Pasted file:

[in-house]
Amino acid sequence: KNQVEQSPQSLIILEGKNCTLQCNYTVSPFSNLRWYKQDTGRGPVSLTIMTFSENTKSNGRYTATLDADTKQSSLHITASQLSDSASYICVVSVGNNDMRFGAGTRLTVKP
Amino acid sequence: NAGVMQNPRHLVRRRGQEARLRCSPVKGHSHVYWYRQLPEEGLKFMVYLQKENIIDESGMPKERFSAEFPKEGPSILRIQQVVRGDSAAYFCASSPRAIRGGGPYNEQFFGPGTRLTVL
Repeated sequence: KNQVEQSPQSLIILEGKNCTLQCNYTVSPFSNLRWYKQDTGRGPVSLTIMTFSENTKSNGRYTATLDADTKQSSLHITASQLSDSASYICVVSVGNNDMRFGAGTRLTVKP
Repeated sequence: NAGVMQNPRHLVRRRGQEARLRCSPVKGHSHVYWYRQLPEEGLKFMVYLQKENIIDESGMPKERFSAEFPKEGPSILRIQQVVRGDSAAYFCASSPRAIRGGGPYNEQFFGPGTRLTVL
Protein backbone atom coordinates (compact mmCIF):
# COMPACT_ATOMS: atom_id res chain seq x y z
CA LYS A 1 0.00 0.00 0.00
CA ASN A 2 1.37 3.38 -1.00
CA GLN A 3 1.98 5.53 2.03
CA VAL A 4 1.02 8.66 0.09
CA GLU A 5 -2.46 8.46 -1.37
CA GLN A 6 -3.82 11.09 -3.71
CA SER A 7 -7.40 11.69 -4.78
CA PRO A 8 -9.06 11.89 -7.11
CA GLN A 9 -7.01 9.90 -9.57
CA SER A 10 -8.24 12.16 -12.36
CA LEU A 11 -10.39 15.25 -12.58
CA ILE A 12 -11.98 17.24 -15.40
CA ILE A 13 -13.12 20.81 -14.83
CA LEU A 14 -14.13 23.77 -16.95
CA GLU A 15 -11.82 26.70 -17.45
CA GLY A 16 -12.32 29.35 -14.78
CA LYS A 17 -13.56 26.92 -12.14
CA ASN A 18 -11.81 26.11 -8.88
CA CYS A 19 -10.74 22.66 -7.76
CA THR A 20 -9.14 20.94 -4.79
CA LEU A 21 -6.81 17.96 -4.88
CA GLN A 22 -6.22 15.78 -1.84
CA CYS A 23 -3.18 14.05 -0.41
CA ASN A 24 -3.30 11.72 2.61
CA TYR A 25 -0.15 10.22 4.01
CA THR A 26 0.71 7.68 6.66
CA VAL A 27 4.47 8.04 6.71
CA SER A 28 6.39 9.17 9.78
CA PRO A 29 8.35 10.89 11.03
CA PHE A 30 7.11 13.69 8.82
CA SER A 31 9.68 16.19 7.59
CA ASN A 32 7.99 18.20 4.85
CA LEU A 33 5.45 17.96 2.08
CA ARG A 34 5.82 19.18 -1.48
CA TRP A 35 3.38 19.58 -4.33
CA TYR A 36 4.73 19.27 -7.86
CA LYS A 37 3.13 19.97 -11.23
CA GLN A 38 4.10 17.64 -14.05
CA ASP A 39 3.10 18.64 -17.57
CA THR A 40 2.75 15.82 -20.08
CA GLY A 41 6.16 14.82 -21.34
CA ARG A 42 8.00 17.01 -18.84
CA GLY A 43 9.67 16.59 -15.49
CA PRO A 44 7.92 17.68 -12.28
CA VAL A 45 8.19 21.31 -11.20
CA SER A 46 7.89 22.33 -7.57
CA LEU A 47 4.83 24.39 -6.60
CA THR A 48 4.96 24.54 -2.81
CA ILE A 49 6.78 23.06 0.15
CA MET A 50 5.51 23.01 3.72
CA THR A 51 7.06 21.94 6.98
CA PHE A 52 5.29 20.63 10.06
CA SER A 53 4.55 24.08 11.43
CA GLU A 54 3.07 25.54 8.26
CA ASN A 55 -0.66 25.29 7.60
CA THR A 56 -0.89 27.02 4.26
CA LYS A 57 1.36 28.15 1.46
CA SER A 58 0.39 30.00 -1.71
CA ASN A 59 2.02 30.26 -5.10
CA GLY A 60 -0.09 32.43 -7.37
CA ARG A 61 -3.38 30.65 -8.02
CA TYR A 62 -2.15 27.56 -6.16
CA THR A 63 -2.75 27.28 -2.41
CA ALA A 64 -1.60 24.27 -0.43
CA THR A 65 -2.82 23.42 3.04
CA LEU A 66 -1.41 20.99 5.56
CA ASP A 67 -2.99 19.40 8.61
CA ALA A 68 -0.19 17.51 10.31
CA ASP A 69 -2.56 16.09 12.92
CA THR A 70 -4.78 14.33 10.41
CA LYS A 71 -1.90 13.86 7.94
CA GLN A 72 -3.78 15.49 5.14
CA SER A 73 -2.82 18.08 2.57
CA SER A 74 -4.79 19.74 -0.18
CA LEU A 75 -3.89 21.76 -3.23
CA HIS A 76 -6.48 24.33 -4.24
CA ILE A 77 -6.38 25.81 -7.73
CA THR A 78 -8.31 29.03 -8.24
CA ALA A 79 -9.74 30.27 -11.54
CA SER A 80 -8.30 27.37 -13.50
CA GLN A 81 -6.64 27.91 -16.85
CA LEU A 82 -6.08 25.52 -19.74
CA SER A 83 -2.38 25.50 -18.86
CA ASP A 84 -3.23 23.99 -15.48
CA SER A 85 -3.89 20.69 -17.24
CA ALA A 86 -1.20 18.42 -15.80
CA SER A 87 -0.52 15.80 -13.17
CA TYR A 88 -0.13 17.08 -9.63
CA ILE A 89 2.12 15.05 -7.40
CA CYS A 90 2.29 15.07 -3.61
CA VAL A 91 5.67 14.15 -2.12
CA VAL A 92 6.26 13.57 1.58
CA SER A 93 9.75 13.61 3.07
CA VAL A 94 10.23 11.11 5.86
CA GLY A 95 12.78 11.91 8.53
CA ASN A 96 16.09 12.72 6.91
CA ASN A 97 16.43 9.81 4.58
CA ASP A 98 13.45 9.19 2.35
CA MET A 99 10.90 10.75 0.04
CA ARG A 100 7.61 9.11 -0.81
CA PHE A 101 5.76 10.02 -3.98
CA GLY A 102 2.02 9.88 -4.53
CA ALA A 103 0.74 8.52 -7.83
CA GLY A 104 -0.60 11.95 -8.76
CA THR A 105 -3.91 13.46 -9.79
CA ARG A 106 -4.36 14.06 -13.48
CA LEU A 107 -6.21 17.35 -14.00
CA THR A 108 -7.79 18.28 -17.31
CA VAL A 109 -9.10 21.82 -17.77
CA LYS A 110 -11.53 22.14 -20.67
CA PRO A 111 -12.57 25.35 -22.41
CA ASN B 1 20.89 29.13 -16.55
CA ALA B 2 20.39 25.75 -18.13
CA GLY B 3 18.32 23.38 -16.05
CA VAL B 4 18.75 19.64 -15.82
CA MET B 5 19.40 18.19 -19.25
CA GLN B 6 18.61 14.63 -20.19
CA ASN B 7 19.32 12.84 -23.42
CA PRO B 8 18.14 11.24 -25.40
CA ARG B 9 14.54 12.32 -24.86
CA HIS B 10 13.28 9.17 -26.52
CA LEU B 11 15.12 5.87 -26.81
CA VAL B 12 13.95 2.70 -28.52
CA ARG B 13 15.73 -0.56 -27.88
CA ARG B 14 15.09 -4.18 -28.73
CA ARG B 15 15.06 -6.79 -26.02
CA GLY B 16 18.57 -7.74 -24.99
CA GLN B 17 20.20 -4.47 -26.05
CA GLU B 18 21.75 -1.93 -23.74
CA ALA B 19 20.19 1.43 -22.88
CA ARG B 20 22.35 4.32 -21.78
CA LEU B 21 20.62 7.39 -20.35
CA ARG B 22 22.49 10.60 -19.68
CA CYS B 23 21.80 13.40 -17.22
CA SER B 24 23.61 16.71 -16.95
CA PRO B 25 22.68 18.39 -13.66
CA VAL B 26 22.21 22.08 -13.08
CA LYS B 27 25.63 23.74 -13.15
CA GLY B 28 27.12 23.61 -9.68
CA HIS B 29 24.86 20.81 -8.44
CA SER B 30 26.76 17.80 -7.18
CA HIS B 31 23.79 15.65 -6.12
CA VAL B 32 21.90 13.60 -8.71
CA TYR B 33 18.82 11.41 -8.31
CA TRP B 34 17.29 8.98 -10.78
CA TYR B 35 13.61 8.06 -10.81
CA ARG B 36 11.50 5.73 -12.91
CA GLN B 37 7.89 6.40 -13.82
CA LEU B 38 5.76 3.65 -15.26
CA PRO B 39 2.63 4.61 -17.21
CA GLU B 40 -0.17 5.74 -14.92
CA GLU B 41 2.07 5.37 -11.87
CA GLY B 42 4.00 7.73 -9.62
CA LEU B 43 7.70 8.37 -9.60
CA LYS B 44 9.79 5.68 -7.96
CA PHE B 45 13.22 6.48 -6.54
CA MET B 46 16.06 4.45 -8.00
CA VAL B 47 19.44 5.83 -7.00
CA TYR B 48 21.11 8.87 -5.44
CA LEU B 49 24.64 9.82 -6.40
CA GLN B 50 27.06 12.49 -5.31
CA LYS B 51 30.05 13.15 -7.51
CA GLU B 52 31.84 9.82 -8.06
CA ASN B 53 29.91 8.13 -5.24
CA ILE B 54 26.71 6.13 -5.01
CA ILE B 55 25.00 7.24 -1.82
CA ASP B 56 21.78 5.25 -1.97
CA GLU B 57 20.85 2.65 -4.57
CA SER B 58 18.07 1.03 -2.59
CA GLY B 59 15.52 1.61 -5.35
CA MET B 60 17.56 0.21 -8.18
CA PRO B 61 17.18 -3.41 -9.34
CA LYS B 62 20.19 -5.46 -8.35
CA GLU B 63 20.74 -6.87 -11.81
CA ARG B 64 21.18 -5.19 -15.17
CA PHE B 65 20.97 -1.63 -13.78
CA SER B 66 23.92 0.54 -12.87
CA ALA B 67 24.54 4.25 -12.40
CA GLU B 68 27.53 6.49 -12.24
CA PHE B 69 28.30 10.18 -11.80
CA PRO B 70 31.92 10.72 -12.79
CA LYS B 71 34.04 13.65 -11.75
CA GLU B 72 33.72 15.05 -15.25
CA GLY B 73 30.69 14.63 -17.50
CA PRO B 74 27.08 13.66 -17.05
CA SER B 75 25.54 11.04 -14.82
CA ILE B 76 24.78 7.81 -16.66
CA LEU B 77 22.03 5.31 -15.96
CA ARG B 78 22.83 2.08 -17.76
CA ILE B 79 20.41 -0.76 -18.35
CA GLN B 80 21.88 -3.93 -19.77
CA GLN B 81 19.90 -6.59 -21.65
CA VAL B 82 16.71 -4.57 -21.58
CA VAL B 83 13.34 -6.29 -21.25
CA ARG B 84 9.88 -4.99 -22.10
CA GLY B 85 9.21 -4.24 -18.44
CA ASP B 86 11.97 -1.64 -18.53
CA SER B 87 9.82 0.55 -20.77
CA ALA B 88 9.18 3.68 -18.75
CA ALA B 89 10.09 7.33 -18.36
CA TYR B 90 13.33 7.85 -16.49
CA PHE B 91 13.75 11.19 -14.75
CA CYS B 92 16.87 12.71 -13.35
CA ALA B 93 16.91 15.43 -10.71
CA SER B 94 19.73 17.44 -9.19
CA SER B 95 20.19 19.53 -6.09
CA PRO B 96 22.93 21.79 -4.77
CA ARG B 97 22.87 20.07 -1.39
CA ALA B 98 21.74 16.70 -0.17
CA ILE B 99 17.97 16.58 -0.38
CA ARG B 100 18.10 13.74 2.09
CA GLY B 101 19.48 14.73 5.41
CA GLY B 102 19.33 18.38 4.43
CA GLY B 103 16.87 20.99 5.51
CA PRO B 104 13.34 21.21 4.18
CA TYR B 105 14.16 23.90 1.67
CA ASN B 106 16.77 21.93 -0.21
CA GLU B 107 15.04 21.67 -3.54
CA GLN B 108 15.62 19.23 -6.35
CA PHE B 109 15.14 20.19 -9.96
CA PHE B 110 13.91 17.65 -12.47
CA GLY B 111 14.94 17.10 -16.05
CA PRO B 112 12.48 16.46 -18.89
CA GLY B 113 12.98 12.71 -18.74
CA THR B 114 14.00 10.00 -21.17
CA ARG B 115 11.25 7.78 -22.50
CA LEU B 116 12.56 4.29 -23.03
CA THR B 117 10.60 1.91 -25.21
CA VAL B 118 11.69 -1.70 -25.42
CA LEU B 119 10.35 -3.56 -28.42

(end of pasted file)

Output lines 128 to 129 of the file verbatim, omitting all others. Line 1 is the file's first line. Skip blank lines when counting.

CA HIS B 10 13.28 9.17 -26.52
CA LEU B 11 15.12 5.87 -26.81